Man Given Jail Time for Driving Under the Influence of Prescription Drug: 2nd Time: Same Drug

Paragraph one reads:  " During his arraignment last October on charges of driving while under the influence of prescription drugs, William Donovan was warned by a judge not to drive.

Paragraphs nine and ten read:  "Donovan told police he'd had two drinks and didn't believe he was drunk, according to a police report. A Breathalyzer test showed a blood alcohol level of .05, below the legal limit of .08."

"But Donovan also told police that he had been taking the prescription drug Lexapro, an antidepressant ­ and that he'd had a similar problem with the medication last October when he was arrested in Topsfield."

SSRI Stories note:  The Physicians Desk Reference States that Antidepressants Can Cause a Craving for Alcohol and Can Cause Alcohol Abuse.

http://www.salemnews.com/punews/local_story_021004014.html?keyword=topstory

Mix of prescription, booze lands man in jail
By Julie Manganis
Staff writer

BEVERLY ­ During his arraignment last October on charges of driving while under the influence of prescription drugs, William Donovan was warned by a judge not to drive.

Donovan, 31, of Beverly, doesn't recall that warning, his lawyer said yesterday during Donovan's arraignment on new charges of driving while under the influence of prescription drugs.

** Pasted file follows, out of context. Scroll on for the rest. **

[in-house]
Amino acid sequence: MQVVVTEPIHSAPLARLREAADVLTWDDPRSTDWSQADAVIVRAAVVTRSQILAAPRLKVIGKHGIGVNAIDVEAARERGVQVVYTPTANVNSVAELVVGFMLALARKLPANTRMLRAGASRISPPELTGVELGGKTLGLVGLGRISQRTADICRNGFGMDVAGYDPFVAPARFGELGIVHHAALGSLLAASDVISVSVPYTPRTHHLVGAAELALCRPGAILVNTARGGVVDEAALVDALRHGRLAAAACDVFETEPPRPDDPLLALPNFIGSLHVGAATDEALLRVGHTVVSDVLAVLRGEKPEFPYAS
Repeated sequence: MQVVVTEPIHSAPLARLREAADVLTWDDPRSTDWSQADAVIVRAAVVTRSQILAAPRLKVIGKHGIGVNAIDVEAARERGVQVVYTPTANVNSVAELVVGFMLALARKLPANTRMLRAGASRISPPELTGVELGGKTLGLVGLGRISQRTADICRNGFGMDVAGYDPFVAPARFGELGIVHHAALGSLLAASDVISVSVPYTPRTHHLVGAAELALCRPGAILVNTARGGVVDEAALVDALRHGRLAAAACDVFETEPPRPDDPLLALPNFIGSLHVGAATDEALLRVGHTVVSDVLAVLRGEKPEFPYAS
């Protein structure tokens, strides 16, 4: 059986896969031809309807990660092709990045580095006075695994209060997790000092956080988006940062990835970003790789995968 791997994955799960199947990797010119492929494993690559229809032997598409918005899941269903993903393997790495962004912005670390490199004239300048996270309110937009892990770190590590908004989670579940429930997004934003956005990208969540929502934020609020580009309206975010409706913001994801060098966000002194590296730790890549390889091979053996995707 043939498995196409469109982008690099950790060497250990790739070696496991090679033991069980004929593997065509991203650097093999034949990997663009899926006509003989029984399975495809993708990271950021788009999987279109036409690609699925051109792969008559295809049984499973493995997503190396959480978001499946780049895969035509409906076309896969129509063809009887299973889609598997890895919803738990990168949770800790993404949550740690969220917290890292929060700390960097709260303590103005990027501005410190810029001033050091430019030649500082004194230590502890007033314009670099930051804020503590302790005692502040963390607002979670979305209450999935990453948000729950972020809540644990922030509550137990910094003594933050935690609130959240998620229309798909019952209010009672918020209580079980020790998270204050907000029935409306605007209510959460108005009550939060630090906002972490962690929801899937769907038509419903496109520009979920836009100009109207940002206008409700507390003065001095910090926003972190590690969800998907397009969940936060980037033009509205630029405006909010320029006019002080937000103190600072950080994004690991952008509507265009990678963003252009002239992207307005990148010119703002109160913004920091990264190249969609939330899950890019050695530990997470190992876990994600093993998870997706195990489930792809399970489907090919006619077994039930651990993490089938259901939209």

In fact, he's continued driving since last October, when Topsfield police arrested him after an accident on Route 1.

Unlike drunken driving, there's no automatic provision for a license suspension after an arrest for driving while impaired by drugs. Prosecutors in Salem District Court yesterday, however, pointed to Judge Allen Swan's order, noted on the docket last October, that Donovan not drive.

Yesterday, Judge Robert Cornetta ordered Beverly police to notify the Registry of Motor Vehicles of Donovan's arrest and report him as an "immediate threat," a move likely to result in a license suspension.

Cornetta also revoked Donovan's release in the October case, ordering him held without bail for 60 days.

Donovan was arrested early yesterday after a clerk at a CVS called 911 to report that a customer who had been staggering around in the store had just driven away.

Police caught up with his Acura, the trunk lid open, on Dodge Street.

Donovan told police he'd had two drinks and didn't believe he was drunk, according to a police report. A Breathalyzer test showed a blood alcohol level of .05, below the legal limit of .08.

But Donovan also told police that he had been taking the prescription drug Lexapro, an antidepressant ­ and that he'd had a similar problem with the medication last October when he was arrested in Topsfield.

Defense lawyer Astrid afKlinteberg urged Cornetta not to revoke Donovan's bail in the Topsfield case, saying the cable television installer would lose his job and be unable to support his kids. She said Donovan did not recall the warning from Swan.

Prosecutor Elizabeth Satelmajer, meanwhile, pointed to the warning label on Lexapro that warns against mixing it with alcohol.

Cornetta sided with the prosecutor, granting her request to revoke Donovan's earlier release and adding another $1,000 bail in the new case.

A pretrial hearing is scheduled for Dec. 6.